Your Care Instructions
You can have heel pain from an injury or from everyday overuse, such as running or walking a lot. Plantar fasciitis is the most common cause of heel pain. In this condition, the bottom of your foot from the front of the heel to the base of the toes is sore and hard to walk on.
Your heel can get better with rest, anti-inflammatory pain medicines, and stretching exercises.
Follow-up care is a key part of your treatment and safety. Be sure to make and go to all appointments, and call your doctor if you are having problems. It's also a good idea to know your test results and keep a list of the medicines you take.
How can you care for yourself at home?
- Rest your feet often. Reduce your activity to a level that lets you avoid pain. If possible, do not run or walk on hard surfaces.
- Take anti-inflammatory medicines to reduce heel pain. These include ibuprofen (Advil, Motrin) and naproxen (Aleve). Read and follow all instructions on the label.
- Put ice or a cold pack on your heel for 10 to 20 minutes at a time. Try to do this every 1 to 2 hours for the next 3 days (when you are awake). Put a thin cloth between the ice and your skin.
- If ice isn't helping after 2 or 3 days, try heat, such as a heating pad set on low.
- If your doctor says it is okay, try these calf stretches. Tight calf muscles can cause heel pain or make it worse.
- Stand about 1 foot from a wall. Place the palms of both hands against the wall at chest level and lean forward against the wall. Put the leg you want to stretch about a step behind your other leg. Keep your back heel on the floor and bend your front knee until you feel a stretch in the back leg. Hold this position for 15 to 30 seconds. Repeat the exercise 2 to 4 times a session. Do 3 to 4 sessions a day.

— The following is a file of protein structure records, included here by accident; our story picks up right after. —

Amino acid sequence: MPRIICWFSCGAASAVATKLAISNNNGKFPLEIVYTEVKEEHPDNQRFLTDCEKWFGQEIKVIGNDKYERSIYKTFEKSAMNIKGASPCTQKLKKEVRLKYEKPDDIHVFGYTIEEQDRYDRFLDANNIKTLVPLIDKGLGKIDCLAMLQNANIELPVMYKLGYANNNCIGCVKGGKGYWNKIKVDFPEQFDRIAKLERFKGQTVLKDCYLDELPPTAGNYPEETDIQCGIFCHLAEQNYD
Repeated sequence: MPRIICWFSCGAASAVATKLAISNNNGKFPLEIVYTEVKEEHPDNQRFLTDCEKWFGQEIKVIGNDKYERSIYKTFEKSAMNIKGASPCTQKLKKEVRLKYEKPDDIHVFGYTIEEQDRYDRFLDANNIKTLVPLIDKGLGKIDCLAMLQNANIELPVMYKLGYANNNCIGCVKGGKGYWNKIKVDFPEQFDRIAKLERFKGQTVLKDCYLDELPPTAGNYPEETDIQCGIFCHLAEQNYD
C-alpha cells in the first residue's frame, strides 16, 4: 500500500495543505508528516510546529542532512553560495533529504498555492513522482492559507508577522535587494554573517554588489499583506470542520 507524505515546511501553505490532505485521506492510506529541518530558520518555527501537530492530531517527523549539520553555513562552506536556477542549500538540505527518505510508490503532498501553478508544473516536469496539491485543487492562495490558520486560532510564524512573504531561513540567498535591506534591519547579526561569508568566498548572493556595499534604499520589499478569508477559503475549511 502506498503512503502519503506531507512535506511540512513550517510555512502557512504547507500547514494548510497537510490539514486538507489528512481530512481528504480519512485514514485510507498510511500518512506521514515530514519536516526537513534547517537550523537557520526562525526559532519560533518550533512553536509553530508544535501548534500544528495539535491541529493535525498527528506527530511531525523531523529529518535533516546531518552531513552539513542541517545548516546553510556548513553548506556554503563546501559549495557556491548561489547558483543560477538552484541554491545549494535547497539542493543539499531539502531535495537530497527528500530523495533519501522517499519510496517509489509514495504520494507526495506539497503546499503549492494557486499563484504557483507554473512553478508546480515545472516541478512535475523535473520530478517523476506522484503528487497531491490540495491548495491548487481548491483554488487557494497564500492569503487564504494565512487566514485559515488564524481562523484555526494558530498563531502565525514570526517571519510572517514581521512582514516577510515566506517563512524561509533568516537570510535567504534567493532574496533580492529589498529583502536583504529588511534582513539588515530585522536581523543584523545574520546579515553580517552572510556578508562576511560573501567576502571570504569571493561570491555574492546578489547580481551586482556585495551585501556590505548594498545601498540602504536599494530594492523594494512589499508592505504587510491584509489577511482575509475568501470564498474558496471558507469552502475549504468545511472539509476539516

- Sit down on the floor or a mat with your feet stretched in front of you. Roll up a towel lengthwise, and loop it over the ball of your foot. Holding the towel at both ends, gently pull the towel toward you to stretch your foot. Hold this position for 15 to 30 seconds. Repeat the exercise 2 to 4 times a session. Do 3 to 4 sessions a day.
- Wear a night splint if your doctor suggests it. A night splint holds your foot with the toes pointed up. This position gives the bottom of your foot a constant, gentle stretch.
- Wear shoes with good arch support. Athletic shoes or shoes with a well-cushioned sole are good choices.
- Try a heel lift, heel cup or shoe insert (orthotic) to help cushion your heel. You can buy these at many shoe stores. Use them in both shoes, even if only one foot hurts.
- Maintain a healthy weight. This puts less strain on your feet.
When should you call for help?
Call your doctor now or seek immediate medical care if:
- You have heel pain with fever, redness, or warmth in your heel.
- You have numbness or tingling in your heel.
Watch closely for changes in your health, and be sure to contact your doctor if:
- You cannot put weight on the sore foot.
- Your heel pain lasts more than 2 weeks.
Where can you learn more?
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